“Good Coffee Shouldn’t Be A Secret To Hide Away, It Should Be Something To Share”
For the past year, a very different kind of coffee joint has been brewing in Hong Kong, and it goes by the name of Rabbithole Coffee and Roaster, founded by highly caffeinated pioneer Mike Fung. After catching the coffee bug and leaving his job in media advertising, Fung ventured to Australia, working in cafés, only to return to Hong Kong to open his very own single-sourced, freshly roasted and slow-brewed coffee company. Along with Patrick Tam and Frances Lam’s Knockbox Coffee Company, Espresso Alchemy, and Barista Jam, Rabbithole is one of a new breed of serious coffee spots that have cropped up in Hong Kong over the last five years. Serving an exacting and often well-traveled clientele, these roasters and baristas are a driving force in the city’s move away from instant coffee and towards specialty brews — using high-quality, fresh beans of approved provenance, prepared and served to precise standards.
Hoping to dig deeper into Mike Fung’s coffee obsession, Jing Daily recently spoke with the Rabbithole founder about his company, the challenges of introducing a traditionally tea-drinking city to good coffee, and the burgeoning food and beverage revolution that he and others are starting in Hong Kong.
Jing Daily (JD): Rabbithole offers a very different kind of coffee than what is commonly consumed in Hong Kong. How has the response been to your venture and your coffee?
Mike Fung (M): At the beginning, we were taking a risk offering something completely different from the rest of Hong Kong. We had a lot of people asking a lot of questions, let me put it that way. But now, people are starting to like it quite a lot — no more syrup, no more loading it up with sugar, actually tasting the coffee. Also, it’s not just Hong Kong [locals], we have many expats — a lot of Europeans, a lot of Australians and Kiwis — giving us a lot of support. We’re located on the upper level, not on the ground floor, so people actually have to come up and find us. We thought that we weren’t going to get that many people coming by, but we’re actually packed on the weekends and pretty much all the time.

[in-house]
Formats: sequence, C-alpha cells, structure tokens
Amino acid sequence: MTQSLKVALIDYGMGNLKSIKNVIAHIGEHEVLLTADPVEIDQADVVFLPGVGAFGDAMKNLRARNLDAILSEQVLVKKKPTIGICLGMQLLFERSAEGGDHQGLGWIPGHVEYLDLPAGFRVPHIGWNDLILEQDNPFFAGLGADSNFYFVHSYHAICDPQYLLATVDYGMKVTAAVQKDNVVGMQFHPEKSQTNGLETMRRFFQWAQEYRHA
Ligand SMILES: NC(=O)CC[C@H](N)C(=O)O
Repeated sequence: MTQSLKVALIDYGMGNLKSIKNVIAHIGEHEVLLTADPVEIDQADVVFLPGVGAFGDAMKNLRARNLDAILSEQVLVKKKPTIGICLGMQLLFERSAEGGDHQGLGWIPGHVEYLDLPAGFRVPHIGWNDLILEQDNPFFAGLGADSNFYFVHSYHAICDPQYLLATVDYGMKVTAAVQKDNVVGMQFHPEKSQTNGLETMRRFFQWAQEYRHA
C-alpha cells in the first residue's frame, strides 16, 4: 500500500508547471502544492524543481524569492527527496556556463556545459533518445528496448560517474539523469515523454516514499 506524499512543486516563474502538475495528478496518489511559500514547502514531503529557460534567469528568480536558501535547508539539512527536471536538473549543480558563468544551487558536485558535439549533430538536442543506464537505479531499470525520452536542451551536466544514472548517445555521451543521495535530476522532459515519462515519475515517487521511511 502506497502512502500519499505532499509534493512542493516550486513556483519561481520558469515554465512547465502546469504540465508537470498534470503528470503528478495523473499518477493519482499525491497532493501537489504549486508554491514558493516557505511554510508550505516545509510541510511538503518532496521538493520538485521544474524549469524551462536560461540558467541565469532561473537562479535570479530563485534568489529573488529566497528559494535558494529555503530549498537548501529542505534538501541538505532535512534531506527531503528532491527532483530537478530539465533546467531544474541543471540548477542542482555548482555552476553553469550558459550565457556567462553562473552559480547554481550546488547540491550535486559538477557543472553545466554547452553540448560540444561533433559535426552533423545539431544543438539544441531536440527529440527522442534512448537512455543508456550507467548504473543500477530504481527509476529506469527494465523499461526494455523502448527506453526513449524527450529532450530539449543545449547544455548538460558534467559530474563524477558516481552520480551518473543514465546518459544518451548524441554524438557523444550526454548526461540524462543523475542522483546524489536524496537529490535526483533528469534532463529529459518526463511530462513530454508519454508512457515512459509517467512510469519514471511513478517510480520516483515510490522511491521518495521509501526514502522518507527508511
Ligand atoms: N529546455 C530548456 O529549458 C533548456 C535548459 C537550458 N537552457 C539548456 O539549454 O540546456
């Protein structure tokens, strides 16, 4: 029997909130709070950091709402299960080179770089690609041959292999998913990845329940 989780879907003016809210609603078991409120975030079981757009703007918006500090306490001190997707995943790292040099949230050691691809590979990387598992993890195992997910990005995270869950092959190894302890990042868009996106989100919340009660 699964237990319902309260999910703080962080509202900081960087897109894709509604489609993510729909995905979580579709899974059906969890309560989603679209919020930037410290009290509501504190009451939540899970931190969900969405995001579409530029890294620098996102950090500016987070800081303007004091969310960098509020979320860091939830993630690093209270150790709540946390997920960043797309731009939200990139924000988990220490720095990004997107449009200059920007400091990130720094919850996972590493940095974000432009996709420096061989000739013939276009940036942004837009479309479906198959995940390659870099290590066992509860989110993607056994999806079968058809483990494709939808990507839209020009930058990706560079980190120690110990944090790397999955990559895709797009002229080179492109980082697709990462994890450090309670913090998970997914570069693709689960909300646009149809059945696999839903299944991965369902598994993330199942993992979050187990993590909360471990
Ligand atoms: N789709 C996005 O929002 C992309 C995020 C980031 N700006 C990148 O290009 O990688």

So I think people like this new style of coffee. What we offer is not just an espresso, but more of a whole coffee experience. What we showcase is third-wave coffee — hand-brewing, slow-brewing, drip coffee, and so on. We try to offer as much coffee variety as we can. Our shop is not exactly a café, we’re a coffee roasting company, so we’ve gone from attracting people who come here to try the coffee, look at the machines, learn about the product, and receive some training to — because of the coffee and word of mouth — people actively spreading the word. With a bit of media power as well, a lot of people are coming in. So it’s a surprise for us, the number of people coming to try new things.
JD: What role do you see Rabbithole playing in terms of changing consumer tastes and coffee appreciation?
M: We’re a place for people to share coffee. We roast it fresh in Hong Kong. We want to promote the idea that coffee shouldn’t be old, it should be really fresh when you consume it. A lot of times when people go to a café, they just order it and sit at the table. We don’t do that. When people come in, we try to explain what they are drinking, what are the components, what beans they’re choosing, and how it tastes. We explain a lot so they have an idea of all these things. In Hong Kong, maybe not so much in the US, but Hong Kong is still stuck in the past — in most people’s minds, coffee is just coffee. But no one ever explained to them what coffee should taste like. So we try to educate them using this platform to show them what it should taste like, and really open their minds about coffee.
JD: In your opinion, why do you think slow-brewed, artisanal coffee isn’t as popular as instant coffee in Hong Kong? Is it just about convenience? Do you see it growing in popularity in the near future?
M: Instant coffee basically means they want it fast. They want the caffeine to chuck in their mouth. That’s what they ultimately want. Slow-brewed coffee means, in other words, we take it slow. We actually want to get the flavor out of the beans, not just the caffeine. It takes a little bit of skill, but a lot of people can have easy access to the right equipment. Yet a lot of them — because they’re not using fresh coffee and don’t know how to do it — often say, “How come I slow-brew coffee and it still sucks?” It’s just because they haven’t been properly shown how to do it.
What Rabbithole does is share the experience with them. We don’t mind telling them the recipe, because they can definitely do it at home. We’re not saying it’s rocket science. It takes some practice, but you can definitely do it at home as long as you have delicious coffee. We’re talking about very precise things, like coffee grind size, how to brew the coffee, what temperature water to use to make a better cup of coffee. We’re no longer talking about instant coffee.